Thank You for The Music

AYF Youth Corps 2016 participant, Sareen Shatikian, dancing with campers.
AYF Youth Corps 2016 participant, Sareen Shatikian, dancing with campers.

AYF Youth Corps 2016 participant, Sareen Shatikian, dancing with campers.

BY SAREEN SHATIKIAN

Growing up within the AYF, I had always been exposed to our heghapokhagan music. The sweet melodies, mixed with passionate lyrics rang through my head on a daily basis, and the meaningful words always made me so proud of my cultural background. Armenian music in general is also very passionate, and makes one feel very connected to their culture, no matter where they are in the world, even in Artsakh.

On our closing day of camp, we had been invited to a small concert hall just down the street from our school, where a local folk band wanted to perform for us and the kids. All the musicians and singers sang with so much heart and soul, it was no different than being at an AYF dinner dance with Karnig Sarkissian and Harout Pamboukjian performing.

By the end of the second song, almost all the kids and campers had got up and started to dance in the tight cramped spots between the chairs, not caring that there was no space to move, only caring to express the cultural connection between music and dance. Being there in that moment, I felt that we were all truly connected as Armenians, even though none of us lived in the Republic of Armenia or Artsakh.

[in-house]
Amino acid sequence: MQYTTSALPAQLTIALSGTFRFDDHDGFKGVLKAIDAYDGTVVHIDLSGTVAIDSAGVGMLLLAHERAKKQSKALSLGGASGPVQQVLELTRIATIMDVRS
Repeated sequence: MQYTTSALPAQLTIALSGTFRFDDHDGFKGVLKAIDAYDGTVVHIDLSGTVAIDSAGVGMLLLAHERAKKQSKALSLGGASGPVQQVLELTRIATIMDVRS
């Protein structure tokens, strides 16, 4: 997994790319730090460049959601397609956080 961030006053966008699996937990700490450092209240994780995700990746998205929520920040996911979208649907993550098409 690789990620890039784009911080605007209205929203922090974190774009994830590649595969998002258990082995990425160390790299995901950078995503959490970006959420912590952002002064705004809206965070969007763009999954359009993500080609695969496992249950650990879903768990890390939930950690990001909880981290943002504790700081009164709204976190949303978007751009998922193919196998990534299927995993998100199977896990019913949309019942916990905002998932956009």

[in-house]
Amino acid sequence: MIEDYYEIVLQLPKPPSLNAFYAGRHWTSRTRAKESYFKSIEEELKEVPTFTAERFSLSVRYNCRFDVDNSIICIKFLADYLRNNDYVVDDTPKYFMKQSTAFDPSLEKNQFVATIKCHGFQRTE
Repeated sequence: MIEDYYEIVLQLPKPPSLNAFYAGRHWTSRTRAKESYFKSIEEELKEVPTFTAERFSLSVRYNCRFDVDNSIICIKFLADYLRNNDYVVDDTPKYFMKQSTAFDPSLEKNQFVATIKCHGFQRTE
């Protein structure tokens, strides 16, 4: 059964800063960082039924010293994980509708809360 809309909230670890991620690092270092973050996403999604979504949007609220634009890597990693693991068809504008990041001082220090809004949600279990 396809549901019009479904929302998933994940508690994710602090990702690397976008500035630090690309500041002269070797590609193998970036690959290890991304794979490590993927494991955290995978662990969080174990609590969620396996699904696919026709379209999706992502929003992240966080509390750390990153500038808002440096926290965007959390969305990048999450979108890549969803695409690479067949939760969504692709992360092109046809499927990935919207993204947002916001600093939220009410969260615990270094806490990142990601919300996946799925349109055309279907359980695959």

Not only did these young kids show their cultural expressionism at this concert, but they did the same at our song competition at the end of the day. Each group had prepared a series of heghapokhagan songs for their groups to perform, and they all sang so beautifully it made you want to cry.

My group had a soloist that was going to lead the rest of the group in the songs “Karabakh eem” and “Hayastan Ashkhar.” This girl had an absolutely beautiful voice, and you couldn’t help getting goosebumps when she sang; not only because of the powerful effect of her voice, but also because you could see her getting lost in her own words.

Unfortunately, on the day of the song competition, this poor girl had gotten sick, lost her voice, and couldn’t sing at all. Our group leaders went into a panicked frenzy. She was supposed to lead all the songs we had prepared, and we didn’t know what we were going to do last minute.

As the kids were going up to perform, we still had no idea what to do. We told them to sing “Getashen” and “Karabakh Eem” hoping they would somehow remember all the lyrics from when we taught them earlier in the week.

By some miracle, not only were they able to remember the lyrics, but the judges even picked them as the winners! The passion that they sang with was amazing, and I think it’s a certain musical passion you can find in every Armenian, and I was glad to have been able to find it in these kids.

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